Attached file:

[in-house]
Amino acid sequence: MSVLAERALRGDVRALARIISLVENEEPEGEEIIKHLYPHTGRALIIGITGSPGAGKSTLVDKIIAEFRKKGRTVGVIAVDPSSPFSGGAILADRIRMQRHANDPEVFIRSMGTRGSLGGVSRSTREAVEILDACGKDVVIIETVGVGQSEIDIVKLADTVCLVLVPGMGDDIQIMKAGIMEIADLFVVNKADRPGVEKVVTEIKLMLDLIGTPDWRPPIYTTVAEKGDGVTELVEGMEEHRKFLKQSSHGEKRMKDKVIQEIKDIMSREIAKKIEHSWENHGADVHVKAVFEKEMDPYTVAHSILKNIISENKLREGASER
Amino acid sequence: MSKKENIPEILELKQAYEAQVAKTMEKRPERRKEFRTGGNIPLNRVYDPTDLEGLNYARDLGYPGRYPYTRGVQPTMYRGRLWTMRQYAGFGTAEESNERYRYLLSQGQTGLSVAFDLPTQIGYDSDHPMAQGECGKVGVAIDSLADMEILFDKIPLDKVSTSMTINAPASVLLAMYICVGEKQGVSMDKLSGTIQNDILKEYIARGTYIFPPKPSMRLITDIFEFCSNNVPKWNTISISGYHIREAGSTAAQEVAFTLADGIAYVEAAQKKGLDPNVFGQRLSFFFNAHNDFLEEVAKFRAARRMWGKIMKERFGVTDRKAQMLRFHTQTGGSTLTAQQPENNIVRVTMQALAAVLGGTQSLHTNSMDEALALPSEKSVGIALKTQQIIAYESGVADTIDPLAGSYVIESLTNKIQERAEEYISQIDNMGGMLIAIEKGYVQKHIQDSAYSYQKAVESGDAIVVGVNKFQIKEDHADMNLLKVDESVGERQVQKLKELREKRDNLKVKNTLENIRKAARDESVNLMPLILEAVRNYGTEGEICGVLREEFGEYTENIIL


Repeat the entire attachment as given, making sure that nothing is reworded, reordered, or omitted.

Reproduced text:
[in-house]
Amino acid sequence: MSVLAERALRGDVRALARIISLVENEEPEGEEIIKHLYPHTGRALIIGITGSPGAGKSTLVDKIIAEFRKKGRTVGVIAVDPSSPFSGGAILADRIRMQRHANDPEVFIRSMGTRGSLGGVSRSTREAVEILDACGKDVVIIETVGVGQSEIDIVKLADTVCLVLVPGMGDDIQIMKAGIMEIADLFVVNKADRPGVEKVVTEIKLMLDLIGTPDWRPPIYTTVAEKGDGVTELVEGMEEHRKFLKQSSHGEKRMKDKVIQEIKDIMSREIAKKIEHSWENHGADVHVKAVFEKEMDPYTVAHSILKNIISENKLREGASER
Amino acid sequence: MSKKENIPEILELKQAYEAQVAKTMEKRPERRKEFRTGGNIPLNRVYDPTDLEGLNYARDLGYPGRYPYTRGVQPTMYRGRLWTMRQYAGFGTAEESNERYRYLLSQGQTGLSVAFDLPTQIGYDSDHPMAQGECGKVGVAIDSLADMEILFDKIPLDKVSTSMTINAPASVLLAMYICVGEKQGVSMDKLSGTIQNDILKEYIARGTYIFPPKPSMRLITDIFEFCSNNVPKWNTISISGYHIREAGSTAAQEVAFTLADGIAYVEAAQKKGLDPNVFGQRLSFFFNAHNDFLEEVAKFRAARRMWGKIMKERFGVTDRKAQMLRFHTQTGGSTLTAQQPENNIVRVTMQALAAVLGGTQSLHTNSMDEALALPSEKSVGIALKTQQIIAYESGVADTIDPLAGSYVIESLTNKIQERAEEYISQIDNMGGMLIAIEKGYVQKHIQDSAYSYQKAVESGDAIVVGVNKFQIKEDHADMNLLKVDESVGERQVQKLKELREKRDNLKVKNTLENIRKAARDESVNLMPLILEAVRNYGTEGEICGVLREEFGEYTENIIL